Seven weeks now since they took Bowie’s passport and shoes, and with them a fair number of, umm, older people’s youthful sedatives too (boo! death comes to everyone. boo-hoo…) In return: a scary and intriguing answer to a question that probably not too many people were asking before January 10th: what did happen to Major Tom after he cut circuits and sailed off into space, beyond the word at the end of his 1970s heyday that he had turned junkie ?
It’s difficult to think of any artist of anything approaching Bowie’s stature (not that there were, or are, many) who can have so effectively blown off such a large slice of their own original fan base as he did with the slick commercialism of Let’s Dance in 1983. Before that he was a cult, albeit probably the most successful one in the western world; but he was a cult of weirdness, difference, alienation, in whom anyone who felt even slightly that way could feel themselves represented, in almost as many ways as he had listeners. In 1983, suddenly he was mainstream, and massive with it: 10-million-sales massive. Well on his way to net worth 70 million quid. But once he had taken that road hardly anybody I knew, at least – though he undoubtedly kept on selling to someone – paid much attention to anything he did again. Yes of course there were the die-hards who would keep touting each latest as the best since, what, Scary Monsters? But they generally got humoured, filed in the same box as Zappa obsessives who couldn’t stop raving in midnight bars about their hero’s every tedious guitar lick. His iconography spread far and wide, into the strangest places: on the November 2012 cover of Thai Vogue, the ideal living room features a shaggy-haired Hours-era portrait high up on the wall. But all through his commercial car crash of the 1980s and his (on the face of it) has-been struggle in the 1990s to make up lost ground, how many really knew – or cared – what had happened to Major Tom?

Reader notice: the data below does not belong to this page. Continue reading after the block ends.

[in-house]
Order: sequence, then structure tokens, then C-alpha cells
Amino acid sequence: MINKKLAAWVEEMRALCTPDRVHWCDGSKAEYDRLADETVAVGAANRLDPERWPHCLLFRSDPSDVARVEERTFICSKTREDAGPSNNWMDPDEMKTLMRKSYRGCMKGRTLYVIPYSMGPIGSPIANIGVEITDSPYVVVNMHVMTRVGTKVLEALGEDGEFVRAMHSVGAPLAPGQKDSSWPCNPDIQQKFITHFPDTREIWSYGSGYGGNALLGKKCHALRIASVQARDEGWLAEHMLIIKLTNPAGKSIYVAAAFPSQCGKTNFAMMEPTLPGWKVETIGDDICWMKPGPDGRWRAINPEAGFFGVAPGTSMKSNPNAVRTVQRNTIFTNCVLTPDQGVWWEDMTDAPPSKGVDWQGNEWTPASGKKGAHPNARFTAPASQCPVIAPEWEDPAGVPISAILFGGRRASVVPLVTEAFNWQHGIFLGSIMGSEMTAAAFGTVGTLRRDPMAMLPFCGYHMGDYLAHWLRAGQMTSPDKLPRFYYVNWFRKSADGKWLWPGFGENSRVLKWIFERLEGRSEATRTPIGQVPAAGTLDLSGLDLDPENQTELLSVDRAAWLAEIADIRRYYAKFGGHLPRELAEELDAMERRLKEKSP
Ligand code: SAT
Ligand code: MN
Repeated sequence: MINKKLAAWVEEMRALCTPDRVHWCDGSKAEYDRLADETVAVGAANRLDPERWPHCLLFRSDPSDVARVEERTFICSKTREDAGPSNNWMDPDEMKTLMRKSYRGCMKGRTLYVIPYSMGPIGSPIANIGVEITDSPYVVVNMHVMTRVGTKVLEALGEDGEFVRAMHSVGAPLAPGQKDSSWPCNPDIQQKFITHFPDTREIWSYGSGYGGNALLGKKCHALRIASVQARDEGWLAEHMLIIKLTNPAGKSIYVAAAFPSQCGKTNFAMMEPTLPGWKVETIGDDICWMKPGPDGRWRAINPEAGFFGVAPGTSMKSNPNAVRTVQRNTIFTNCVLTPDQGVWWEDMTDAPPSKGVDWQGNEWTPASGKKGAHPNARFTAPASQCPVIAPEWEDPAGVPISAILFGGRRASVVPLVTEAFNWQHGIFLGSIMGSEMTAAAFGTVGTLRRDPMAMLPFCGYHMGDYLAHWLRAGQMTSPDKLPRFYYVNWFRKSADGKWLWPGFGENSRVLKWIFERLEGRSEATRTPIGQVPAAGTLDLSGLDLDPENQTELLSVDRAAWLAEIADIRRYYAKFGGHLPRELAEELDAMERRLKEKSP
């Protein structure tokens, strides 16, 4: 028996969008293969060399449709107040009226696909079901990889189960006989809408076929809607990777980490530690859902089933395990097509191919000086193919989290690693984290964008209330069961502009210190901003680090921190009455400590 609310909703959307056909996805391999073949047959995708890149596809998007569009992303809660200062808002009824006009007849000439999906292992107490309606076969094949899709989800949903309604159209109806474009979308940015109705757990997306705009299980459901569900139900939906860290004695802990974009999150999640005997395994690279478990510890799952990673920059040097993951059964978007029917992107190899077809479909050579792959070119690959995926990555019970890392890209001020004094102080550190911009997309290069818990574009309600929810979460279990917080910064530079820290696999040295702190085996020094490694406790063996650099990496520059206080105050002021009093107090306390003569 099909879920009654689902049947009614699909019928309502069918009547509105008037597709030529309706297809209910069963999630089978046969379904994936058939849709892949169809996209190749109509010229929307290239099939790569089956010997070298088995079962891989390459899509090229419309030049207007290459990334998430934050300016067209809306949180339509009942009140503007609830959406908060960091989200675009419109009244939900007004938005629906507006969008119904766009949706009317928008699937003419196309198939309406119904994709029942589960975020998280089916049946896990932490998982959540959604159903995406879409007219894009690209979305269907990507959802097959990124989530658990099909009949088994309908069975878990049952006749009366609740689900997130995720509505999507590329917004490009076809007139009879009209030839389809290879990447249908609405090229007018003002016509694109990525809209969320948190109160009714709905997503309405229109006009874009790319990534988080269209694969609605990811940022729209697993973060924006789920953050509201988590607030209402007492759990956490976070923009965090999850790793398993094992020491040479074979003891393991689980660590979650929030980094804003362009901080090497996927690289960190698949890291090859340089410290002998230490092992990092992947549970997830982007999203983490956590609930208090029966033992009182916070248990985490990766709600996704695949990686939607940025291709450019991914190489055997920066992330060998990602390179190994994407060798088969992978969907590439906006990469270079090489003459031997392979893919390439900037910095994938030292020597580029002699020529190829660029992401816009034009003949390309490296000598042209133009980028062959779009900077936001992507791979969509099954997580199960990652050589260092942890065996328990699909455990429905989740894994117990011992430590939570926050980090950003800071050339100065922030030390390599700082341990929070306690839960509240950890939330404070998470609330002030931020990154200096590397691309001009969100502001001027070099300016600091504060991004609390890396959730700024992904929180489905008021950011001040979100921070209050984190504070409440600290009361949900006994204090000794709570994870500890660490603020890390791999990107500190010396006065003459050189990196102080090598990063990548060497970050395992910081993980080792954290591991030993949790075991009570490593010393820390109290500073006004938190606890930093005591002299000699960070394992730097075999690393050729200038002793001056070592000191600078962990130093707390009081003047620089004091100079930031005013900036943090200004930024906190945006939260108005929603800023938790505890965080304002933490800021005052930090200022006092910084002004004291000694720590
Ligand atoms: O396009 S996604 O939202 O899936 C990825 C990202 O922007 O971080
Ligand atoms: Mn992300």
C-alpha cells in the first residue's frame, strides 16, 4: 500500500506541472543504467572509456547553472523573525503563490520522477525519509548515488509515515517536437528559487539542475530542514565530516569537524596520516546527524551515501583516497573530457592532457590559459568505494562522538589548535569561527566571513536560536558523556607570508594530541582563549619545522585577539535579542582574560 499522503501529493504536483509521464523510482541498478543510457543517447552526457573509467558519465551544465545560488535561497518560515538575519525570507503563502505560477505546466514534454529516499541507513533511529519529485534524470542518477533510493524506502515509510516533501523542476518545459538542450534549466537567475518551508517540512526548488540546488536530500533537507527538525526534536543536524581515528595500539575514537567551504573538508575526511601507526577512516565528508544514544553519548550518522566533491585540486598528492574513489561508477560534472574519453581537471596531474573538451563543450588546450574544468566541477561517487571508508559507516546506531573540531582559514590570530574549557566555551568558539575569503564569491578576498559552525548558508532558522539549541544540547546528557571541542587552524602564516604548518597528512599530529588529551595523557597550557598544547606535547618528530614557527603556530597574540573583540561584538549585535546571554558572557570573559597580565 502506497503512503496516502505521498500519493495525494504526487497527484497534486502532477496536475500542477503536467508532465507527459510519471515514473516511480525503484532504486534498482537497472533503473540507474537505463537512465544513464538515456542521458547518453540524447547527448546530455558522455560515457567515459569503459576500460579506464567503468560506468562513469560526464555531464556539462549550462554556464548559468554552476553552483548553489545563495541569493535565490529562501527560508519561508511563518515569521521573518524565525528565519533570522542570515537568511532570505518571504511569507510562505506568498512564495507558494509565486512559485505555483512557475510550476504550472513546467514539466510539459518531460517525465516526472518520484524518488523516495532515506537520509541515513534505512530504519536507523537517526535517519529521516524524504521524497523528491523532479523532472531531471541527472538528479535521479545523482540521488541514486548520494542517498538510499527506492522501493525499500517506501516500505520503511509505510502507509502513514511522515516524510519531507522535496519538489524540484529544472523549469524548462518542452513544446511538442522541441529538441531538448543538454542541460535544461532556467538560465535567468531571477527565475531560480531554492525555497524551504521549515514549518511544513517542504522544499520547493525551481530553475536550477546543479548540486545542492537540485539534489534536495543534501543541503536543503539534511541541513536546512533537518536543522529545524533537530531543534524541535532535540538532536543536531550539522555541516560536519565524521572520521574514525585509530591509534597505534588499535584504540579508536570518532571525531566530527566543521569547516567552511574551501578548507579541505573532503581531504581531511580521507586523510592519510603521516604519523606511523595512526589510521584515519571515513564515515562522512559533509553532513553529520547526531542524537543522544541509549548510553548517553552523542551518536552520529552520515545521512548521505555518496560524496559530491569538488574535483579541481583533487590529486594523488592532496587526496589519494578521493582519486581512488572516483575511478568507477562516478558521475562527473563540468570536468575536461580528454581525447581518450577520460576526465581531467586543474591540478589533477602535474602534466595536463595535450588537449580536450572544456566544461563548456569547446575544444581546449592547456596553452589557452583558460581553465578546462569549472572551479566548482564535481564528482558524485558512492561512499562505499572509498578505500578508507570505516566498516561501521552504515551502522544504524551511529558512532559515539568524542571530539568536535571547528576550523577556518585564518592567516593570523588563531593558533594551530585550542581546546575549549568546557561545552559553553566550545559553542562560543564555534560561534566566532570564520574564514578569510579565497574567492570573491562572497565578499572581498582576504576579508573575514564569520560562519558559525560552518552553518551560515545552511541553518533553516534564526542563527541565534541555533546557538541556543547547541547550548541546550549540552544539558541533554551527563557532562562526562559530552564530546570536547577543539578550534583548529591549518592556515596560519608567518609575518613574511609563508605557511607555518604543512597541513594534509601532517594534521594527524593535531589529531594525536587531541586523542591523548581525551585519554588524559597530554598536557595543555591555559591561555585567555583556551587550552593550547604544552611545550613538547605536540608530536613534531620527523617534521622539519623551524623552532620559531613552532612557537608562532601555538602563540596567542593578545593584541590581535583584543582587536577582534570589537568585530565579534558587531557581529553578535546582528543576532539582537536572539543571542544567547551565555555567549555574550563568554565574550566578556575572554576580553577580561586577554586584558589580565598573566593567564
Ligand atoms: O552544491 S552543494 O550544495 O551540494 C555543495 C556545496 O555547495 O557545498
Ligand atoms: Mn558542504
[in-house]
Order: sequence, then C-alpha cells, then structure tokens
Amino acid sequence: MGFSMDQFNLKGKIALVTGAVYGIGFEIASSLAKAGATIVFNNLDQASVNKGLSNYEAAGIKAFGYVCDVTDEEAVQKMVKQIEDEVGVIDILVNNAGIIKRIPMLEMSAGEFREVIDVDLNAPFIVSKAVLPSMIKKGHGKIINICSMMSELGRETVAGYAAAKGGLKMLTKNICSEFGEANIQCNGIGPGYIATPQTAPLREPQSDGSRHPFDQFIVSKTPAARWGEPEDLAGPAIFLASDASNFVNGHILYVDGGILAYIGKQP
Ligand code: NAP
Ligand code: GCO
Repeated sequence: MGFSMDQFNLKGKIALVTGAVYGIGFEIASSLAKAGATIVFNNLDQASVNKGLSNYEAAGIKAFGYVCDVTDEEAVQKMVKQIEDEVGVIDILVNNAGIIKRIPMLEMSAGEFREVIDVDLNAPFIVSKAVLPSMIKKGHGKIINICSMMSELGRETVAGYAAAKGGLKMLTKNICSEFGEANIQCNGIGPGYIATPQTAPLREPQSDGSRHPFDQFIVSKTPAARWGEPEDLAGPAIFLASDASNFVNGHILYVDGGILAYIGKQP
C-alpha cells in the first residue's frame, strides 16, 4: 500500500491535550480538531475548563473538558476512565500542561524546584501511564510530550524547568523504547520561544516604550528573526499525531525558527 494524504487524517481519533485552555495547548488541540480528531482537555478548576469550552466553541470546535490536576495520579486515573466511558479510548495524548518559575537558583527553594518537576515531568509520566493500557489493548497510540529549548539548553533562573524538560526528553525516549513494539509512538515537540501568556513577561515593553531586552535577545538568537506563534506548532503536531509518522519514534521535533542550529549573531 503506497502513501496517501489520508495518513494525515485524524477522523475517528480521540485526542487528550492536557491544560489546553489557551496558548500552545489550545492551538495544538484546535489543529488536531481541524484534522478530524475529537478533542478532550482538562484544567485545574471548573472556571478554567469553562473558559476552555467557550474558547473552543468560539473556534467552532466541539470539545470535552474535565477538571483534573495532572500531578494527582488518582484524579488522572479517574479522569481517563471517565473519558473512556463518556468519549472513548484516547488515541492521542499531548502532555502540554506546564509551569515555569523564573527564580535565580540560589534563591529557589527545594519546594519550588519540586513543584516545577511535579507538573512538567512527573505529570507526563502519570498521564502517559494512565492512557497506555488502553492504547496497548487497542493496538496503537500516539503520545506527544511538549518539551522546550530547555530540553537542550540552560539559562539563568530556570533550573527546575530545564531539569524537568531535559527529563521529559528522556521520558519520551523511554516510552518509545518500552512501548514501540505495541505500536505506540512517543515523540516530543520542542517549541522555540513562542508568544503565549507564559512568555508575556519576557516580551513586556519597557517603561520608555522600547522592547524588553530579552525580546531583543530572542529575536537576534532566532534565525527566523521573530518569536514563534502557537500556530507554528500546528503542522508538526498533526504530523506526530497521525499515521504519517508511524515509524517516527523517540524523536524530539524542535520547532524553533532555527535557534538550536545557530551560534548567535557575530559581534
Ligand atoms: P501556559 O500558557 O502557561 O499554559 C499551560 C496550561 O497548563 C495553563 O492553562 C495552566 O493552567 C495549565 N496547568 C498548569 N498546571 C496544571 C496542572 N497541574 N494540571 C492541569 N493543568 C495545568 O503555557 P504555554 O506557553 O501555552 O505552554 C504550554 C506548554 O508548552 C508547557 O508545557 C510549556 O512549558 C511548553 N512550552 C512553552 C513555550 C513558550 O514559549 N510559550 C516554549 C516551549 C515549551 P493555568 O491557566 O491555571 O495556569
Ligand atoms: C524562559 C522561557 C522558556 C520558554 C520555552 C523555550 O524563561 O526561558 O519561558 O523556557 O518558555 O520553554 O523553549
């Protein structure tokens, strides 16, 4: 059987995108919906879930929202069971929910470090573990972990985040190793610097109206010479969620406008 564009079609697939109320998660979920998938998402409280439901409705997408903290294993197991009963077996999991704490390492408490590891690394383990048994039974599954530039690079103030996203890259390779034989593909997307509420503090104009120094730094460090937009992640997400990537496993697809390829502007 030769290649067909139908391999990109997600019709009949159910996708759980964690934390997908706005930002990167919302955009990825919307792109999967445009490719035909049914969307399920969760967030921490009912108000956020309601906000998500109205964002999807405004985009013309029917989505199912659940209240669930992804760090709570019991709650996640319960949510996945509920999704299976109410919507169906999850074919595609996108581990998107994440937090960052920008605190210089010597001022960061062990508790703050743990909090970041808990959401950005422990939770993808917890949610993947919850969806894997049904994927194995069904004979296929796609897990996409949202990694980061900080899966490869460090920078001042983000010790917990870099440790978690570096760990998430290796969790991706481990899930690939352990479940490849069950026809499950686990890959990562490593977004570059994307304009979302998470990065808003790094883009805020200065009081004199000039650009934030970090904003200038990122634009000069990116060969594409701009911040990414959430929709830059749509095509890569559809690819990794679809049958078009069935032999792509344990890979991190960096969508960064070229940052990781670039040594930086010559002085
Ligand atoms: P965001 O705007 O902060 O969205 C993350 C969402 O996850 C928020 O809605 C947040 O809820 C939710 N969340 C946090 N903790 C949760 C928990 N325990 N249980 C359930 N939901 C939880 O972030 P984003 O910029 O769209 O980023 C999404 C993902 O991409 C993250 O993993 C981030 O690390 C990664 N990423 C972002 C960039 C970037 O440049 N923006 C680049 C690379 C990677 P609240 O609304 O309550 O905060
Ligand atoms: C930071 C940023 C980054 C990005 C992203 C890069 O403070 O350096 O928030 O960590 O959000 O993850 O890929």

Meanwhile, without really noticing, you got old enough that young was something which, although it still felt like you ought to be, you could no longer pretend that you were; the world had changed in ways you never expected, and a lot of what was going on around was so much less intelligible than where you had come from. Way less intelligible than Bowie had been, even at his most cryptic, in the ’70s. But then, out of the blue: here was the ultra-cool cover to “Heroes” again, except this time with a blank white box in place of Bowie’s head:
And a well weird – almost Scary Monsters weird – video of a poignant song about how what had once been was no more:
Hitherto in the 21st century Bowie had apparently been content to, if not exactly rest on, then at least give a breezy airing to his rock god laurels (and after he had achieved in a single decade what most couldn’t hope to given millennia, who could have begrudged him the right to be comatose on them if he chose?) Read reviews of Heathen and Reality, and a word you’ll find to describe those albums’ relationship to the rest of his oeuvre is “coda”. And then, after ten years’ silence, The Next Day, a patchily intriguing comeback: a vague waft of nostalgia, like listening to a revered old uncle who always has something interesting to say and some great stories, always welcome on the basis of the awesome heroics of his youth, but hardly likely to do anything surprising or fresh.